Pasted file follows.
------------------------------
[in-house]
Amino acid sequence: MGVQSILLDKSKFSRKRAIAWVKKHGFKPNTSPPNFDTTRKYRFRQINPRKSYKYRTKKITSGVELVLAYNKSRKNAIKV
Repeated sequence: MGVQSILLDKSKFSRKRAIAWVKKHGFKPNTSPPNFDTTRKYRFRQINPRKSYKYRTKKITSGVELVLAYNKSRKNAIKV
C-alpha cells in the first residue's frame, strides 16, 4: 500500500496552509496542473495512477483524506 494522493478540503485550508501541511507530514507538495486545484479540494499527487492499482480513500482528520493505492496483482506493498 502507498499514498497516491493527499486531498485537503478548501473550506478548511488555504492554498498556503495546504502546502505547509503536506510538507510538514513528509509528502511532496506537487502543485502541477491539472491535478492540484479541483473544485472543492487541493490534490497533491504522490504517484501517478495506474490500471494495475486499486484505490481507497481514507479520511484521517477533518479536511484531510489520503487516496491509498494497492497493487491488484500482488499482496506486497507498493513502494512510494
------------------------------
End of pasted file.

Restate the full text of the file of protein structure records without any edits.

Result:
[in-house]
Amino acid sequence: MGVQSILLDKSKFSRKRAIAWVKKHGFKPNTSPPNFDTTRKYRFRQINPRKSYKYRTKKITSGVELVLAYNKSRKNAIKV
Repeated sequence: MGVQSILLDKSKFSRKRAIAWVKKHGFKPNTSPPNFDTTRKYRFRQINPRKSYKYRTKKITSGVELVLAYNKSRKNAIKV
C-alpha cells in the first residue's frame, strides 16, 4: 500500500496552509496542473495512477483524506 494522493478540503485550508501541511507530514507538495486545484479540494499527487492499482480513500482528520493505492496483482506493498 502507498499514498497516491493527499486531498485537503478548501473550506478548511488555504492554498498556503495546504502546502505547509503536506510538507510538514513528509509528502511532496506537487502543485502541477491539472491535478492540484479541483473544485472543492487541493490534490497533491504522490504517484501517478495506474490500471494495475486499486484505490481507497481514507479520511484521517477533518479536511484531510489520503487516496491509498494497492497493487491488484500482488499482496506486497507498493513502494512510494